The Rhom Ruby API documentation has a brief section near the end on "advanced" Queries. This seems applicable really only to Property Bag models, and promises that "rhom can optimize the query for the property bag table" using "Advanced Queries".
It's important to note the qualifier here - "property bag table". IMO, from my exploration of the source code, if you are NOT using Property Bag models, all the "advanced" queries do is obfuscate your code by building-up queries using complex data structures. Under the hood, (when using a Fixed Schema model) Rhom creates a SQL query and then sends it off to SQLite. This adds some overhead (I would imagine minimal) but more importantly, I find the complex data structures used in find to be quite unreadable!
And, so, as I have been using Fixed Schema, I've been moving most of my code toward using either find_by_sql or at least SQL :conditions specifications to find.
One caution - and a Rhom blind spot - is that find_by_sql doesn't offer binding of variables, and so you will need to sanitize variables and bake their values into the SQL query. (:conditions with a SQL fragment does offer binding). So, this limits the usefulness of some of the techniques I'd like to explore (see below).
(Ah, perhaps there is an out.... it looks like Database.executeSql has bound parameters and will return results. The documentation is a bit wonky, describing args as "array of sql expressions", when I'd imagine it is actually "array of values to bind"...)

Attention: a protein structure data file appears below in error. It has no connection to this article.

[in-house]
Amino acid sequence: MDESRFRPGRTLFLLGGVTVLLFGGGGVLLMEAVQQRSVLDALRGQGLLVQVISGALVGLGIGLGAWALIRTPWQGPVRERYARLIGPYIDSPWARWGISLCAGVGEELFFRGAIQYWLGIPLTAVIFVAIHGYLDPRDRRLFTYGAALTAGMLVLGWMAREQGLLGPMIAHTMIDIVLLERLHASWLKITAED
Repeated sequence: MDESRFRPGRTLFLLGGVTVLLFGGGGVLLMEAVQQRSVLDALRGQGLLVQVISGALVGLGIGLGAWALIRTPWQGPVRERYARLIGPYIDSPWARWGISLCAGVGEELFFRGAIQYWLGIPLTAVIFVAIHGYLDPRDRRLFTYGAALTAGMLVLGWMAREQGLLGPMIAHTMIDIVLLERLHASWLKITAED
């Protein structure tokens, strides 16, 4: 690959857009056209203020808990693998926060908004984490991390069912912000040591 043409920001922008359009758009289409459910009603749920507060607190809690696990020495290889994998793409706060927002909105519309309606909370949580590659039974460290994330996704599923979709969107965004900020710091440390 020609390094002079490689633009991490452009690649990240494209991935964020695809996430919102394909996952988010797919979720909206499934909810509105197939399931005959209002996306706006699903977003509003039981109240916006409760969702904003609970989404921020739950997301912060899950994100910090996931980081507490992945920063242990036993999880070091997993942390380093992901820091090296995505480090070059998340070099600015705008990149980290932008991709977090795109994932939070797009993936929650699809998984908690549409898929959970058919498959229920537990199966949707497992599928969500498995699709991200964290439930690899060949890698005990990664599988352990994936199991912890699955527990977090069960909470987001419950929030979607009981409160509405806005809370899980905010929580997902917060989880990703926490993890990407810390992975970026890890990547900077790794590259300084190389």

I'd like to start a discussion here on the advanced ORM techniques that myself and other developers have used or would like to explore. Most of these involve more direct interaction with SQLite. At one time, (in ancient history) Rhodes did not use SQLite on all platforms, (are there any that still don't use it?) and so strict adherence to only using Rhom was more of an imperative if you wanted to write cross-platform code.
A few random thoughts for starter:
- I work mainly with iOS and Android, working on OSX. I've found the combination of SimPholders2 and DB Browser for SQLite quite handy for inspection, debugging, developing SQL queries, etc. SimPholders (while buggy...) easily finds the iOS Simulator's files on your development system, so that you can open the DB with a GUI tools like DB Browser for SQLite. (You may occasionally have to restart Simpholders2 and/or manually kill it, for which System Monitor is handy...)
- You certainly can do joins between tables, subqueries, and the full range of the available SQL using find_by_sql, and I've either worked on code (or written myself) that does quite a bit of this.
- While I haven't tried it, I'd imagine you can use subqueries in a SQL :conditions. (?)
- Database also has executeSQL and executeBatchSQL which allow you to execute some arbitrary SQL. This could be used to define triggers and views (see below).
I'm curious as to the extent others have exploited these capabilities, and what other advanced database techniques you have used in Rhodes?